Estonian director’s new film will be part of Serbian festival’s 14-strong competition including My Mother, 45 Years and Heil; festival to fete five Spanish directors.

Roukli, the new film by Estonia’s Veiko Õunpuu, will have its world premiere in the 22nd edition of European Film Festival Palić (July 18-24).

This year’s festival will open with Magnus von Horn’s The Here After, while the main competition consists of 14 films, including recent Karlovy Vary titles The World Is Mine by Nicolae Constantin Tanase and Heil by Dietrich Brüggemann, as well as Cannes entries Rams by Grimur Hakonarson, Nanni Moretti’s My Mother, Panama by Pavle Vučković and Berlin title 45 Years.

The perennial Underground Spirit Award will be bestowed upon five Spanish film-makers: Ion de Sosa, Chema Garcia Ibarra, Luis Lopez Carrasco, Miguel Llanso, and Velasco Broca.

“At the time the world economic crisis struck Spain, leaving behind negative impacts on its cinema, a group of directors based in Madrid found their way to make extraordinary films within minimal funds due to their huge creative strength,” programmer Petar Mitrić said of the decision.

“The linking point for these five authors was similarity in their style and themes while depicting the picture of contemporary Spain and experimenting with the sci-fi genre.” 

Side-bar programmes at the festival include Parallels and Encounters, dedicated to Eastern European cinema; Young Spirit of Europe; homages to Roy Andersson and Želimir Žilink; as well strands Eco Dox, New Hungarian Film, and New Slovak Film.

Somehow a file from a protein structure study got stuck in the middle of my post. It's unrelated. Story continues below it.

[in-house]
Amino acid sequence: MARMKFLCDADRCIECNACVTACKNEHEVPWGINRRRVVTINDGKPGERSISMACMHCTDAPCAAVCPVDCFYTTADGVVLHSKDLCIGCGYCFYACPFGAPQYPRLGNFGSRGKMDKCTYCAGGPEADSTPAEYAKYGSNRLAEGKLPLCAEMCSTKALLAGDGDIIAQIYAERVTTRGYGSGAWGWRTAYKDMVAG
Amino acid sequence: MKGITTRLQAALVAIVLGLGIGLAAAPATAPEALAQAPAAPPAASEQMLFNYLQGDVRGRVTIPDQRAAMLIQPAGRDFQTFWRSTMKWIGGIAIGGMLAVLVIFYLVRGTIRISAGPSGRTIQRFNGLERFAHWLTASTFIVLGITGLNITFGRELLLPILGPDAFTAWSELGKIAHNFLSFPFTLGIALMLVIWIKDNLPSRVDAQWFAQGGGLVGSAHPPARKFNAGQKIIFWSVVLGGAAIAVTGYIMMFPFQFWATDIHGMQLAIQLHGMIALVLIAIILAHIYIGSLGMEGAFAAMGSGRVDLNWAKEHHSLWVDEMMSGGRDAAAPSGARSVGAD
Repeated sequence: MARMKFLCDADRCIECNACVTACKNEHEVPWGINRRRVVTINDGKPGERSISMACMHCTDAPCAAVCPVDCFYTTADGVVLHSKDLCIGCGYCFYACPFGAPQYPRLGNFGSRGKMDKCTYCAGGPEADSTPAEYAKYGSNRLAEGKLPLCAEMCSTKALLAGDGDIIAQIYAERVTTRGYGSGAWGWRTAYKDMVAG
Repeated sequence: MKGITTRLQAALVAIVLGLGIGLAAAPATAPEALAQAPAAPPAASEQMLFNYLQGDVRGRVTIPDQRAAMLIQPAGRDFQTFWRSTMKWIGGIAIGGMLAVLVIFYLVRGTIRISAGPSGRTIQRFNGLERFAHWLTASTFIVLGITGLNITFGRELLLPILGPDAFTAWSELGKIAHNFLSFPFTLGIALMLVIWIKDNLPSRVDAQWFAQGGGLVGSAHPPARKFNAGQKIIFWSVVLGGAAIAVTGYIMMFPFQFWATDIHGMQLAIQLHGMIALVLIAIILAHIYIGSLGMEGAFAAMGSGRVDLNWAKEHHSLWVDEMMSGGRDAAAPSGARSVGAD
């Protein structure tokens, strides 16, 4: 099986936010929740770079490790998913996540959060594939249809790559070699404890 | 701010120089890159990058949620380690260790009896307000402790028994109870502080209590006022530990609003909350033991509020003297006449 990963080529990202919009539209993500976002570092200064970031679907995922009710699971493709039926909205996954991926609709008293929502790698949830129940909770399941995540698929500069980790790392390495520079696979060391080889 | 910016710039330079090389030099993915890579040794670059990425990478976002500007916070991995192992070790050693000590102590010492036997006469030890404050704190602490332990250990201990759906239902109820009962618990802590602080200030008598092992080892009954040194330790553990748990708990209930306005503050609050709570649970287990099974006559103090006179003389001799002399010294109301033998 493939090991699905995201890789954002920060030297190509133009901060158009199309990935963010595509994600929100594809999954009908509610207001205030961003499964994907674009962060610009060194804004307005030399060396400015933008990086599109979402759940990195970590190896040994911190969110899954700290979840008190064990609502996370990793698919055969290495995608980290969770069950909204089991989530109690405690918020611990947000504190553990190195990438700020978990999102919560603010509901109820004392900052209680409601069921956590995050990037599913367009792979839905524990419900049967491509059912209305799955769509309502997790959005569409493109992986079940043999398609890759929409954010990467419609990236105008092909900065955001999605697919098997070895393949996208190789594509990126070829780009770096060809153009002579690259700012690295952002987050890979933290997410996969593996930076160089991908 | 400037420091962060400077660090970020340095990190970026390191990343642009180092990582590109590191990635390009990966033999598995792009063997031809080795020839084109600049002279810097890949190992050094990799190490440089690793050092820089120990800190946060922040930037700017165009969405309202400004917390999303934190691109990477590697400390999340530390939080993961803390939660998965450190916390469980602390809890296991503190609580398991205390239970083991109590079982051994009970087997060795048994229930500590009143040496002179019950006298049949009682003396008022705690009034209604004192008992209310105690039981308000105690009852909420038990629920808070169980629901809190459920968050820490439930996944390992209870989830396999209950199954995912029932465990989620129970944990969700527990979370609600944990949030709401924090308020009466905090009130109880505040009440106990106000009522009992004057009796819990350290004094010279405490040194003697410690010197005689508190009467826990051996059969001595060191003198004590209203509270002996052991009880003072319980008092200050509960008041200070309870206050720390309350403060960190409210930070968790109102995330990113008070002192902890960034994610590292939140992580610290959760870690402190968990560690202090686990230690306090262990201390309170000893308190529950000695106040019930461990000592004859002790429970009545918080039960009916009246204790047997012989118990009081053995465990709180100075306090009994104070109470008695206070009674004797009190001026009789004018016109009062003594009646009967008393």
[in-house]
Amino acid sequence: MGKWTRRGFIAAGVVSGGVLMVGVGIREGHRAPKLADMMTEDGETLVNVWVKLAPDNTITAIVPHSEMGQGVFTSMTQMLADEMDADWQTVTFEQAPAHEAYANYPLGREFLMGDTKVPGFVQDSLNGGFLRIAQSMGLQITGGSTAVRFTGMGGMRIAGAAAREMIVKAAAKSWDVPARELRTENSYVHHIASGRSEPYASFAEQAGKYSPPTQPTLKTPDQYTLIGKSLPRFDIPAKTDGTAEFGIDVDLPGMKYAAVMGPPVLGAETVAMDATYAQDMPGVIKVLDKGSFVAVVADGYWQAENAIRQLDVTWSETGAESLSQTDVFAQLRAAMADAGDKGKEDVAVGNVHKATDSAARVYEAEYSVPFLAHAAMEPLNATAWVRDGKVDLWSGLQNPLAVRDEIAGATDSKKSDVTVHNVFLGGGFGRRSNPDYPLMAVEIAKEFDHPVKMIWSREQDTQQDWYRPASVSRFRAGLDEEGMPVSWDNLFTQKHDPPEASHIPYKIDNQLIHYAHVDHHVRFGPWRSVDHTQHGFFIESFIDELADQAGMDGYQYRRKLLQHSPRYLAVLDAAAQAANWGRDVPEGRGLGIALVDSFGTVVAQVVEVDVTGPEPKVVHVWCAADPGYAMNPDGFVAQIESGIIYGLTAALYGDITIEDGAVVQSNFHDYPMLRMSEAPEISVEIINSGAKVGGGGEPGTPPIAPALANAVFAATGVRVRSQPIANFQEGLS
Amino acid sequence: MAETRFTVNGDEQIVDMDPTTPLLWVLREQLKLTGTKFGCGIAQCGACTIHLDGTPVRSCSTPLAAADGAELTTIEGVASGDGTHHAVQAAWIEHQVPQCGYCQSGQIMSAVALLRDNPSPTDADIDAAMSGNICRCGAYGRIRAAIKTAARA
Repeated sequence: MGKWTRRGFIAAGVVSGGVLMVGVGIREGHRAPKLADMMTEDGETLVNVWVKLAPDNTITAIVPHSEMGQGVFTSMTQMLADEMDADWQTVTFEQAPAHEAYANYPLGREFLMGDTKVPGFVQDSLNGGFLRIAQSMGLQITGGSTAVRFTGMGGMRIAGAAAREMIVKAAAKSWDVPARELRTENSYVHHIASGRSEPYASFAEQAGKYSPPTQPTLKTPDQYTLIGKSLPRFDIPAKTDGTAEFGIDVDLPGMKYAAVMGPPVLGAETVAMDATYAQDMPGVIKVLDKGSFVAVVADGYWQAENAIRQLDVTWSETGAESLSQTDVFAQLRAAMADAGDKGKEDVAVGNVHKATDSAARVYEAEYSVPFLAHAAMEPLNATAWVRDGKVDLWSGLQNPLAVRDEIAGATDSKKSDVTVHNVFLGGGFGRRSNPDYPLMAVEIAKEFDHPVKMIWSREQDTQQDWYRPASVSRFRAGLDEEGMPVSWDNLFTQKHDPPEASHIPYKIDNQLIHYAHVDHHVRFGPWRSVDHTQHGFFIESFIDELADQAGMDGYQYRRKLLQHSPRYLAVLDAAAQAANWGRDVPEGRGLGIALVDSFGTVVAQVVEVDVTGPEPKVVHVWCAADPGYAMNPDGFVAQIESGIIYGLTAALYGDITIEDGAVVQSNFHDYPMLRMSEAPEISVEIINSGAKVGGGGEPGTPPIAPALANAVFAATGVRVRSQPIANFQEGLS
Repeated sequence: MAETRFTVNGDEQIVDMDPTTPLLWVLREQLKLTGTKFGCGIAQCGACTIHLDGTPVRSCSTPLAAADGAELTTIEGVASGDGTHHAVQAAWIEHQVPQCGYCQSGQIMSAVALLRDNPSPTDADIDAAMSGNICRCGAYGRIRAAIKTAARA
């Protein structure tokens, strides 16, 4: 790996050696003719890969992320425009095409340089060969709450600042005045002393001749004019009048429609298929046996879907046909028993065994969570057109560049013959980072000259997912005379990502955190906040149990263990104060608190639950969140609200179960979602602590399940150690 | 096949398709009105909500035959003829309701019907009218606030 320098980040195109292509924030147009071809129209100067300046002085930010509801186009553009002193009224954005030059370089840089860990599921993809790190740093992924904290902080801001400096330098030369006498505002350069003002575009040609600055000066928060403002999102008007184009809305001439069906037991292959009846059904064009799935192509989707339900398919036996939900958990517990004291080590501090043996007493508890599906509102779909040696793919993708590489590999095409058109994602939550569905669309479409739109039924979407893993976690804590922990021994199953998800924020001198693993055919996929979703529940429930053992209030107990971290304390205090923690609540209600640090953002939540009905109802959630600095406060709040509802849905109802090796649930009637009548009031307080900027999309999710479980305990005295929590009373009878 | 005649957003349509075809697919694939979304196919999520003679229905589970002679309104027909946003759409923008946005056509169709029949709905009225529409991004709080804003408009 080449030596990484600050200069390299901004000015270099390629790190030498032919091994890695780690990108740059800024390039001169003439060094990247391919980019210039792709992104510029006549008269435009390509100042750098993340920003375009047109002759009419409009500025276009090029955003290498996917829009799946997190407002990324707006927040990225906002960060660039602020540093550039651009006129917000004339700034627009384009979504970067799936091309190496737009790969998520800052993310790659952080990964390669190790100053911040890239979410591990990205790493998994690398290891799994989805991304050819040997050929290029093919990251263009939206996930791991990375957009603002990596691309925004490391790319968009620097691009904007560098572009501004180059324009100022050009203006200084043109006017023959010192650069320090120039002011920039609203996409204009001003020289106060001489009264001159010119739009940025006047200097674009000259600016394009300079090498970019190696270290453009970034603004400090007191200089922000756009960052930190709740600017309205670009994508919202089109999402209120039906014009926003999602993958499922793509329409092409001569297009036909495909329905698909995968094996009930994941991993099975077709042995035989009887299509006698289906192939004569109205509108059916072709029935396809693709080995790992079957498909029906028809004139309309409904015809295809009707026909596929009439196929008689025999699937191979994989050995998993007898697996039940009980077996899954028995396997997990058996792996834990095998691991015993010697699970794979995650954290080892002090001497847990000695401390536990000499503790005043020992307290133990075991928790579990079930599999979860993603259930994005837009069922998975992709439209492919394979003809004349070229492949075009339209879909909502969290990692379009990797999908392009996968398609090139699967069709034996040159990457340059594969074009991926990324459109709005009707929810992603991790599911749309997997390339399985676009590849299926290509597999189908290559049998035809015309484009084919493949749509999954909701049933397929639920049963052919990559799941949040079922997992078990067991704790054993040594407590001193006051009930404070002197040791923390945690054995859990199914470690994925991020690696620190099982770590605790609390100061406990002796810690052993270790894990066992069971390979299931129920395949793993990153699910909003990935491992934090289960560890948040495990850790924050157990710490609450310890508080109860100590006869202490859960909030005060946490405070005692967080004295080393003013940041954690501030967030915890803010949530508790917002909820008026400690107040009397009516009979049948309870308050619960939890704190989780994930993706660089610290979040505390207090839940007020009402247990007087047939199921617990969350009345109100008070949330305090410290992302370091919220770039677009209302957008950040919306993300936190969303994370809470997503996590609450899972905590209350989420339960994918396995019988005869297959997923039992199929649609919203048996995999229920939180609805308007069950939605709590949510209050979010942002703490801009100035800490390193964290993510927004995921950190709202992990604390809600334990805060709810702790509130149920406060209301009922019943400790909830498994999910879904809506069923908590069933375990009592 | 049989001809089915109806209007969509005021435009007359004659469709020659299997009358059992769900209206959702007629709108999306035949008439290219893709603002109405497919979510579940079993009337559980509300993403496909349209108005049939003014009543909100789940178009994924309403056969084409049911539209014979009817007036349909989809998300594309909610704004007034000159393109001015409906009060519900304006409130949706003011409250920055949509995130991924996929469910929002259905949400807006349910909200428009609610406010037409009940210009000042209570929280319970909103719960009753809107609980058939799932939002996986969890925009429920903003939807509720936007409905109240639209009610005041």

Õunpuu returns to Palic

The festival has been a staunch supporter of Estonian film-maker Õunpuu, having screened all of his feature films.

The director, whose films have world-premiered at Venice Horizons (Autumn Ball, 2007), Sundance (The Temptation of St. Tony, 2010), and Berlinale Forum (Free Range/Ballad On Approving The World, 2014), described why he opted for the mid-scale Serbian festival for his new film:

“The big festivals are good for the business. This film has nothing to do with business. I mean we’re happy if a lot people see it or if it makes money, but then again it is not a film for all the people and small is beautiful.

“In Estonia we’ll have a premiere at a smallest festival called Ruhnu Rahu, on a tiny island Ruhnu, where only 50 people live and where only 200 visitors can fit in. You see, we have no obligations with this film to do anything we don’t want to. We are completely free to just have fun.”

The film’s producer Tiina Savi told Screen: “The overall budget is approximately €45,000. We gathered the money through a crowdfunding campaign and after the shooting we applied for some post-production support from Estonian Cultural Endowment and added some of our own money.

“In addition, of course it is not possible to put into numbers the endless help from our friends and families and from the people of Veiko’s home village where the shooting took place. Everyone pitched in with whatever they had.

Roukli belongs to the people who made it. There are altogether 13 crew members (including 6 actors) who will equally share whatever the release of this little gem will bring them. This is truly beautiful and refreshing way of creating film.”